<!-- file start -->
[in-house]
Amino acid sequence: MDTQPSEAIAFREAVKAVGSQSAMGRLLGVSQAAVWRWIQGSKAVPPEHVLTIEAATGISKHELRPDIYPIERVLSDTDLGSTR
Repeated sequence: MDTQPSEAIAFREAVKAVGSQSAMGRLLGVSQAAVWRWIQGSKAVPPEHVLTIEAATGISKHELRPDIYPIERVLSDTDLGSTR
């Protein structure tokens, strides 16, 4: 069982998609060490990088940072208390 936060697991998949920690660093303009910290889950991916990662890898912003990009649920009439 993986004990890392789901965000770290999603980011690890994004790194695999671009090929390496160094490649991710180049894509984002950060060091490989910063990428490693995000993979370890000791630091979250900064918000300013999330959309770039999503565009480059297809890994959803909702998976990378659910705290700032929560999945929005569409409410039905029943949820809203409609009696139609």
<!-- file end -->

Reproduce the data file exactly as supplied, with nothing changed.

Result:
[in-house]
Amino acid sequence: MDTQPSEAIAFREAVKAVGSQSAMGRLLGVSQAAVWRWIQGSKAVPPEHVLTIEAATGISKHELRPDIYPIERVLSDTDLGSTR
Repeated sequence: MDTQPSEAIAFREAVKAVGSQSAMGRLLGVSQAAVWRWIQGSKAVPPEHVLTIEAATGISKHELRPDIYPIERVLSDTDLGSTR
């Protein structure tokens, strides 16, 4: 069982998609060490990088940072208390 936060697991998949920690660093303009910290889950991916990662890898912003990009649920009439 993986004990890392789901965000770290999603980011690890994004790194695999671009090929390496160094490649991710180049894509984002950060060091490989910063990428490693995000993979370890000791630091979250900064918000300013999330959309770039999503565009480059297809890994959803909702998976990378659910705290700032929560999945929005569409409410039905029943949820809203409609009696139609």